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Introducing the Interim Certificate of Occupancy

What you need to know about the new type of TCO

After months of deliberation, a new law passed on December 10, 2020 will open up a new, streamlined type of Certificate of Occupancy at the New York DOB.

Going into effect in April 2021 (120 days from passage), the Interim Certificate of Occupancy (ICO) can be used in place of a traditional Temporary Certificate of Occupancy (TCO) in certain cases to allow partial occupancy (a specific floor or floors) of buildings before full completion of construction work.

While the two COs are fairly similar in function, the process of obtaining one is not. The ICO approval process has been designed with fewer bureaucratic hoops to jump through while maintaining safety standards for occupants.

Most notably, unlike the TCO’s 90-day renewal policy, an ICO requires no renewals, providing major peace of mind for building owners in these already uncertain times.


Even with less red tape, an ICO will still require comprehensive DOB inspections and statutes to be followed. In order to first qualify for an ICO for a specific portion of your building, all of the following conditions must be met:

  • The building must be of noncombustible construction and protected with an automatic sprinkler system.
  • Proper means of egress must be provided.
  • There can be no outstanding objections that affect the occupancy of the proposed portion of the building.
  • The portion of the building must be deemed safe for occupancy upon inspection, without reliance on temporary measures.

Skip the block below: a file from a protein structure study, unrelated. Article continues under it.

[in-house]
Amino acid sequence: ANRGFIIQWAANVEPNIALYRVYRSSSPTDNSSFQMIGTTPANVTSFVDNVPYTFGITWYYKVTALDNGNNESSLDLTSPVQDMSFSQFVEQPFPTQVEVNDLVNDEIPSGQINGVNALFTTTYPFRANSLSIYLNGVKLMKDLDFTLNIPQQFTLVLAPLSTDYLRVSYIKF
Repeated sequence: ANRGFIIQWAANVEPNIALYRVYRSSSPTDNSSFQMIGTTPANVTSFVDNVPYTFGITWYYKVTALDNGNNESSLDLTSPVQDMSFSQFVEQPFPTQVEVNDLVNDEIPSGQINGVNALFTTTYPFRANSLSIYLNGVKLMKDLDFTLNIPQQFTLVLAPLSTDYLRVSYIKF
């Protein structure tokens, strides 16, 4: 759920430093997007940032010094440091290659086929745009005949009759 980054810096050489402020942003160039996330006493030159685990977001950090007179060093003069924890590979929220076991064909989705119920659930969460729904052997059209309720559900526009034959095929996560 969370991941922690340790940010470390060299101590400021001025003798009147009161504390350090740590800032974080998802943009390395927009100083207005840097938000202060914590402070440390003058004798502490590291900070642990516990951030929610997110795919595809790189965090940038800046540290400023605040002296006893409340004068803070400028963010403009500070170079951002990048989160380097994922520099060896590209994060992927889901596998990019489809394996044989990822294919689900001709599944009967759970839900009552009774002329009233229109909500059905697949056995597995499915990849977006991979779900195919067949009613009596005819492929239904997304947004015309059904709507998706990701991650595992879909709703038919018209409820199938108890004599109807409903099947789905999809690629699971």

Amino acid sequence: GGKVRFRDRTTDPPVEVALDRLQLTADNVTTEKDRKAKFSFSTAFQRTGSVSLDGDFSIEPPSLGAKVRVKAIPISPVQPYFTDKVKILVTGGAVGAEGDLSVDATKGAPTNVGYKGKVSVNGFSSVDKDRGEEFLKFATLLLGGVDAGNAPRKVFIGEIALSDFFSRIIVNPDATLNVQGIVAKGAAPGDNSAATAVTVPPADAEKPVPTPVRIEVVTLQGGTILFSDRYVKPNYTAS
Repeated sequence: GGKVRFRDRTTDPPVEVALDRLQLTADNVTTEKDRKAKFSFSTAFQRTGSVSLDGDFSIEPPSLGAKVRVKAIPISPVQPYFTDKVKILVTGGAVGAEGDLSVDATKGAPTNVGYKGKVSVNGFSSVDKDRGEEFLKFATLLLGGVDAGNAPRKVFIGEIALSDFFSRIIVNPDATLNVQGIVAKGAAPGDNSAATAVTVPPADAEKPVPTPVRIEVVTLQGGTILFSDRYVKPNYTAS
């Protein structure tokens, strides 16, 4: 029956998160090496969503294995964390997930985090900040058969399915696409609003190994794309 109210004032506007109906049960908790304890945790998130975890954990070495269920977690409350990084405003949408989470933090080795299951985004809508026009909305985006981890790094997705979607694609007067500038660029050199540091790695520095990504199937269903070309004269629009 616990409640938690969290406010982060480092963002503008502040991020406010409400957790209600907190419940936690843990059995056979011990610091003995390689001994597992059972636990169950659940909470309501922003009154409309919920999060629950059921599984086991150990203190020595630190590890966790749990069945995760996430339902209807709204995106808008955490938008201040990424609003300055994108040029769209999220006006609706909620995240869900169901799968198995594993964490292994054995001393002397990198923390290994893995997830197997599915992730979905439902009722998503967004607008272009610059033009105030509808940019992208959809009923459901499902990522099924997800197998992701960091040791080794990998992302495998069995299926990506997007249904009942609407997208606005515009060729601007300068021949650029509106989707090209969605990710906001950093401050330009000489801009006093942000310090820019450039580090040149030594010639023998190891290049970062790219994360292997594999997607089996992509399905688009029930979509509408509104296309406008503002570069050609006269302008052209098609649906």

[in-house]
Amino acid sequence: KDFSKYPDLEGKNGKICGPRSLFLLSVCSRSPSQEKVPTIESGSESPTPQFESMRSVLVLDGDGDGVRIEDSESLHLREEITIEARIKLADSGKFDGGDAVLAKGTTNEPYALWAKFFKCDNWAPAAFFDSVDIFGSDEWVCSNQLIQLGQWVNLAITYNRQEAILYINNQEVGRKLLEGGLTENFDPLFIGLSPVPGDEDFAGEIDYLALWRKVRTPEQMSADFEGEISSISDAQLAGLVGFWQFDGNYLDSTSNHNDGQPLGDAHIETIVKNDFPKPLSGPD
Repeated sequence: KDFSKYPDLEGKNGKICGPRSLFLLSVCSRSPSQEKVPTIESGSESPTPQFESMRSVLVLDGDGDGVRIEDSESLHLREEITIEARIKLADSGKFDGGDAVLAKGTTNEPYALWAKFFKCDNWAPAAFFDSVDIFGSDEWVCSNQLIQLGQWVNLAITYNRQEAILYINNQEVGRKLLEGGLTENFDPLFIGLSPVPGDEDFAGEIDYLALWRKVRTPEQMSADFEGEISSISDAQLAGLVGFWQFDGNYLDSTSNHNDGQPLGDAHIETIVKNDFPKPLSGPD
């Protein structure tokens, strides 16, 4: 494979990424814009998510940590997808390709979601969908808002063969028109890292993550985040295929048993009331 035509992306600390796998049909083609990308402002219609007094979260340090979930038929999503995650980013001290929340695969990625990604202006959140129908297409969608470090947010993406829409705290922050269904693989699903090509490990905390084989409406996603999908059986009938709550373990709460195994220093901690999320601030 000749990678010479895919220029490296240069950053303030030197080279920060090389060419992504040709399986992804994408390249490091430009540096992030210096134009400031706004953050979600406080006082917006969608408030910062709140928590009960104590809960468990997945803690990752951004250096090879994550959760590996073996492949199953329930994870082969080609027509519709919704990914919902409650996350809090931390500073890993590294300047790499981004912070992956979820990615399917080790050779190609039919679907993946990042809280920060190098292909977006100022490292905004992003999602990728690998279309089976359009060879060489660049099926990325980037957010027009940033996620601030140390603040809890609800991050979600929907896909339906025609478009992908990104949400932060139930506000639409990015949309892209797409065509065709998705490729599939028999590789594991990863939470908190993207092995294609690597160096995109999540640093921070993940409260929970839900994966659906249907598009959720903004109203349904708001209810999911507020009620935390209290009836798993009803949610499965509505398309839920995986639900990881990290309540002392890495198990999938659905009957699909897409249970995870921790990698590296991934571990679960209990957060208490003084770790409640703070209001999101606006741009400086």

As part of the new bill, building owners will have to post a copy of partial certificates of occupancy and temporary certificates of occupancy, including the interim certificates of occupancy, in accordance with section 28-118.19 of the Administrative Code.

In addition, the following types of projects DO NOT fall under the jurisdiction of this new law, and thus cannot qualify for an ICO:

  • Residential buildings with fewer than eight stories or four dwelling units,
  • Non-residential buildings with fewer than five stories,
  • Mixed-use buildings with fewer than four dwelling units, or
  • Parking structures.


The Interim Certificate of Occupancy is intended to be a boost for housing and businesses, particularly small businesses, in New York City. Building owners and business managers can spend less time on paperwork and more time on important administration, while occupants won’t have to face as long a wait to start moving in.

With New York hoping to get back to its old hustle and bustle in 2021, it’s good to see the DOB is recognizing what is needed to help that transition along.

If you have a project that you think would benefit from an ICO, or want to discuss options and conditions further, feel free to reach out to Outsource Consultants, and continue to follow Decoder for all the latest news.